Groceries cover the kitchen island in St. Augustine’s church hall. They include carrots, yellow potatoes, broccoli, onions, tins of coconut milk, limes, fresh ginger, cans of diced and stewed tomatoes, herbs, spices and bags of raisins and almonds.
Chef April Pringle sorts through the provisions and adds chicken marinated overnight in yogurt and masala.
It’s 4 p.m. on a Thursday afternoon in Marpole and preparations for the weekly three-course community meal begin. Tonight’s menu: Indian spiced-tomato soup, Tandoori chicken, curried potatoes and mixed vegetables, followed by rice pudding sprinkled with almonds for dessert.
Marpole Place Neighbourhood House runs the dinner, although due to a major flood last December, it’s been moved to the Anglican church on Hudson Street from the organization’s base at 1305 West 79th. Repairs won’t be complete for four to six months.
With just over two hours before service starts, Pringle puts chief volunteer Doug Cruthers to work. Tasked with prepping vegetables, Cruthers silently and single-mindedly peels five pounds of carrots.
“Doug is Mr. faithful. If the other volunteers don’t show up, I can always count on him,” Pringle says.
A perpetually cheerful Allan Minichiello watches from the pass-through while making coffee and tea. “She’s the best,” he says of Pringle — a compliment he applies to almost everyone he meets, including a writer from the Courier. Several other volunteers set up and lay the tables.
Although the dinner, designed to create social connections, started out years ago as a potluck for seniors, it now attracts a more diverse crowd of between 30 to 40 people. Many seniors still pop in for the made-from-scratch meals and the company, but the event also draws young families, those with mental health concerns, those with intellectual disabilities, as well as the homeless or those at risk of homelessness.
“Everybody knows food brings people together in many significant ways,” Cindy McMillan, executive director of Marpole Place Neighbourhood House, told the Courier.
The grocery bill is about $150 and the aim is to break even — diners pay $6 per person, volunteers eat for free and vouchers are given to those in need. Leftovers are sold at a discounted price.
Guests come for a variety of reasons, according to Pringle.
“It’s good food, good company, good price. [People] definitely come for the company. It’s a real community,” she explains. “For me it’s a job, but it’s a community for me too and it’s a job that I look forward coming to.”
ringle’s recent multicultural menus have ranged from Chinese roast pork, rice and veggie stir-fry to Moroccan stew with rice and vegetables.
On this occasion, Pringle wonders if the South Asian fare will scare off regulars — a fear that isn’t realized — but there’s not much time to worry as she and Cruthers work to meet their dinner-time deadline.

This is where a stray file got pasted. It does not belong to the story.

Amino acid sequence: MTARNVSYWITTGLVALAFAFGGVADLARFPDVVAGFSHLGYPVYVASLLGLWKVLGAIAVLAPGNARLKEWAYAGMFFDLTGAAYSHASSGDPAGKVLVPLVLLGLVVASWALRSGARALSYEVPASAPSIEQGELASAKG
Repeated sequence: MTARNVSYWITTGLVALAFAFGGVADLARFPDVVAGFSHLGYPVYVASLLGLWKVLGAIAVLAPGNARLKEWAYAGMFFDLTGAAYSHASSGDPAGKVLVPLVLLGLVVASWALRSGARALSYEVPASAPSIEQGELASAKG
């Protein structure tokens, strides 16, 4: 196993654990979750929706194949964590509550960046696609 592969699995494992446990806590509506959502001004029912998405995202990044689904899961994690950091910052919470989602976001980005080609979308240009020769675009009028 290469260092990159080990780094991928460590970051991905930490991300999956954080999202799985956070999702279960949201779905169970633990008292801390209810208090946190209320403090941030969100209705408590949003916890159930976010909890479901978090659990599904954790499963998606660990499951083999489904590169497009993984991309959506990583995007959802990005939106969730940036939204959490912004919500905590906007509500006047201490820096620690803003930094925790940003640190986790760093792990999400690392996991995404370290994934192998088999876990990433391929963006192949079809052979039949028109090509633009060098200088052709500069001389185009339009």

Spicy aromas build. Milk and basmati rice simmer on the stove, while Pringle sautés carrots, onions and garlic for the soup base.
Michael, a 22-year-old volunteer originally from Vietnam, arrives at 4:30 p.m. to help. He places chicken on baking pans before sliding them into the oven. Under Pringle’s guidance, he hand-juices limes and chops cilantro for the soup, pausing briefly to teach Pringle the Vietnamese word for herb. She struggles with the pronunciation before abandoning the effort with a laugh.
Bags of donated bread arrive and three pre-teens from David Lloyd George elementary — volunteer servers for the dinner — slice it before guests begin to trickle in. Diners claim their usual tables, saving seats for friends before grabbing cups of coffee or tea.
Amelia and Edwin Mui are among them. The couple, originally from Hong Kong, lived in Toronto before moving to a single-family home in Marpole 22 years ago.
They saw the community meal advertised for years before finally stopping in. Now they rarely miss a week.
“It’s quite interesting. You see neighbourhood people. It’s good to know our neighbours, right?” Amelia says. “I’m a fan of April. She’s a professional chef, first of all, and she really cooks from her heart and with consideration of our health. I like the community feeling and I like the chef. We can talk to people and make acquaintances. It’s very diversified [company]. That’s the one thing I like.”
Edwin adds: “Most of the next table are regulars. We know most of them by name. [The meal is] good especially for senior people — they get some social life.”
Like at a typical family dinner, a few grumble about minor details — the temperature of the soup or the number of raisins in the rice pudding, but almost all scrape their plates clean.
The results of more than two hours of preparation are devoured in less than half that time. Most leave by 8 p.m., save for seniors playing Rummoli — a post-dinner tradition.
Volunteers clear tables and do dishes. Pringle is satisfied. “We had a nice turnout. We had one extra piece of chicken. We fed all the volunteers, so that’s always good, and I had lots of compliments. So, yeah, it went really well tonight,” she says.